IF YOU ARE BUYING A HOME…
1. Never sign an agreement without having it reviewed by a qualified real estate attorney first. Most “form” agreements are biased in favor of the seller. Even when you are working with a Buyer’s Broker, they cannot cover all of the legal issues. Without such a review, your interests and this major investment will not be adequately protected. If you are buying a property in New Jersey, New Jersey has an Attorney Review Statute that allows a three-day period to have your agreement reviewed and approved or disapproved by an attorney.
2. Before you go to the expense of inspections or mortgage applications, it’s important to check with your attorney to make sure the contract and any addenda have been signed by all parties. Also, tell your lawyer of any agreements between you and the sellers regarding personal property, repairs, change of settlement dates, or any other matters not contained in the contract.
3. In your appointment book or diary, write down all contingency dates, such as Termite, Home Inspection, Lead Paint Inspection, Radon Inspection, Septic Inspection, Well Inspection, Mortgage Application, and Mortgage Commitment dates. Then tell all this to your real estate agent, especially the schedule of inspections. If any of the dates cannot be met, immediately contact your lawyer so that she or he may request an extension. It’s vital, because failure to meet the deadlines may result in your giving up the contingency.
4. As soon as the Seller signs the Agreement, you should immediately obtain a binder for homeowner’s insurance on the property. Your insurance agent can arrange for this.
5. If any of the inspections reveal defects, get a written estimate for repair of the defective conditions. Your Realtor may be helpful in obtaining estimates. Any repairs by the seller have to be negotiated, and an amendment of your agreement should be prepared and signed by all parties.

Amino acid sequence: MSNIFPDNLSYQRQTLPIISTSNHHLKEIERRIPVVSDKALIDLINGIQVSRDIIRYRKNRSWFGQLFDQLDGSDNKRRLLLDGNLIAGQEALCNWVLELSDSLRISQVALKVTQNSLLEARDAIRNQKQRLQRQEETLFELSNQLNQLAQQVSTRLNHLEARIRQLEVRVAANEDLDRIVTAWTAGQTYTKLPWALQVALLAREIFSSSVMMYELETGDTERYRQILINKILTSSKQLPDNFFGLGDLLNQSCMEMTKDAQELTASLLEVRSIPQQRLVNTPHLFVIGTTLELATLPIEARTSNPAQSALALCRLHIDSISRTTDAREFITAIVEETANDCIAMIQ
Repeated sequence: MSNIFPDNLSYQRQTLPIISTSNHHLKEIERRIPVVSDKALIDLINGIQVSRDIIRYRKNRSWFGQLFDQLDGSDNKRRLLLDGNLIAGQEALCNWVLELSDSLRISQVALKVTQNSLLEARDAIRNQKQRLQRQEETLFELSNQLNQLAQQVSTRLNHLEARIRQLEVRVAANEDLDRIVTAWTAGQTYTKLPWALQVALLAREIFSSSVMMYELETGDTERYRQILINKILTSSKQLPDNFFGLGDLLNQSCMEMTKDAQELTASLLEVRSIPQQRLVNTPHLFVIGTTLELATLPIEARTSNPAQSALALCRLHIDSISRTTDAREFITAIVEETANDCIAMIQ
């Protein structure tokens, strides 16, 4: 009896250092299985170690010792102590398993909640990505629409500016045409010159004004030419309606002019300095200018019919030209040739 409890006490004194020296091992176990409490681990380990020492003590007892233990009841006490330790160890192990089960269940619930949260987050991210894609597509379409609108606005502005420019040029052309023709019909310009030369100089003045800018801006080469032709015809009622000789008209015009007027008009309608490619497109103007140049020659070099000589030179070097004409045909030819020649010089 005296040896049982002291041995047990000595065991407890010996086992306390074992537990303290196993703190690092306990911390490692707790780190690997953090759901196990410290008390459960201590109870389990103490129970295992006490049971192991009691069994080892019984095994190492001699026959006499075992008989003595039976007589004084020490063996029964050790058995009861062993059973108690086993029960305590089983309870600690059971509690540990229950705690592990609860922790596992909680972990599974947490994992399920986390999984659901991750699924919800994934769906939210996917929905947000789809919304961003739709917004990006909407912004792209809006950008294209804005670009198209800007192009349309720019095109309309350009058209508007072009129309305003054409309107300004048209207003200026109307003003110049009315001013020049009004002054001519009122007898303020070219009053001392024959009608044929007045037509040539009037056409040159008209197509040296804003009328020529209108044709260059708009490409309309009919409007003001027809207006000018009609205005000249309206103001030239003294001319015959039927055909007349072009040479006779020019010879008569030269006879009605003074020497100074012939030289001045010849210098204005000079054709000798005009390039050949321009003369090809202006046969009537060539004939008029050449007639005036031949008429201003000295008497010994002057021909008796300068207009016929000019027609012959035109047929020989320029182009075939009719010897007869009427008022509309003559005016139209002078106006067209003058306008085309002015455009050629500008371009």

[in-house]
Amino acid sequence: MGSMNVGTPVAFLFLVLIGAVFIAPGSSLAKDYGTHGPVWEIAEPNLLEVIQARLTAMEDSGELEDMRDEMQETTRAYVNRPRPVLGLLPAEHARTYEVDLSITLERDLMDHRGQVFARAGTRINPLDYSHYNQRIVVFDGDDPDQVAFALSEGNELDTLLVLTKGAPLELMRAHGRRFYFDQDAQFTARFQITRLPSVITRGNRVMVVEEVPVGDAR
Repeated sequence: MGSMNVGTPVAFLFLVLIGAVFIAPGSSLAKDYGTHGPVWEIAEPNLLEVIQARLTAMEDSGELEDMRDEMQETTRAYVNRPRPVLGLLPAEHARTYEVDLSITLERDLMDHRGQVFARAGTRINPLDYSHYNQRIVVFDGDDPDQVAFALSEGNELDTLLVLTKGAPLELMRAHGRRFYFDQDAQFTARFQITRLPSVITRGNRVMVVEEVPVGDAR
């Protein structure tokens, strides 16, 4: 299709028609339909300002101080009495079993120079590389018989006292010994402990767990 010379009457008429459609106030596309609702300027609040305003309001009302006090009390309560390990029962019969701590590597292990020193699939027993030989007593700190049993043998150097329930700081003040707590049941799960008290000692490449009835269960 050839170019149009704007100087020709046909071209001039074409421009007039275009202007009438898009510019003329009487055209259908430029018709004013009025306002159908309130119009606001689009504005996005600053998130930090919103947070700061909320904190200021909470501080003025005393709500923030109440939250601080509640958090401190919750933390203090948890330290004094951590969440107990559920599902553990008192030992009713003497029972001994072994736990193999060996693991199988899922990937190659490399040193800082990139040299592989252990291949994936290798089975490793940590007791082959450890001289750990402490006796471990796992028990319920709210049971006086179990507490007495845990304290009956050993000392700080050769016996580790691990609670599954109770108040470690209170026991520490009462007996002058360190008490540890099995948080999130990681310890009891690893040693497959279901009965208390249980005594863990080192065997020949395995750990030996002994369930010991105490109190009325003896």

6. Prior to settlement, make arrangements for utilities in your name.
7. Prior to settlement, you must furnish your mortgage lender with the homeowner’s insurance policy. The policy must contain legal names and correct addresses for the lender and yourself. The amount of insurance must be at least equal to the amount borrowed. Generally, the insurance should be for at least the purchase price or fair market value, whichever is greater. You should also discuss additional insurance with your insurance agent — for your personal property, domestic help, and other or special insurance needs.
8. Do not make repairs or move property into your new home until after settlement.
9. You must make arrangements through the Realtor to conduct a walk-through inspection on or just before the day of the settlement. Approve or reject all heating, electrical, plumbing and septic systems, as well as appliances at this time, because after the settlement you cannot complain of defects. See Special Instructions for the walk-through inspection.
10. On the day of your settlement, you may have to either pick up the final closing package from your mortgage company or pay an extra fee (charged by the mortgage company) for a courier to deliver the package to the settlement.
11. Be prepared for unanticipated delays in settlement.
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© 2008 Miriam N. Jacobson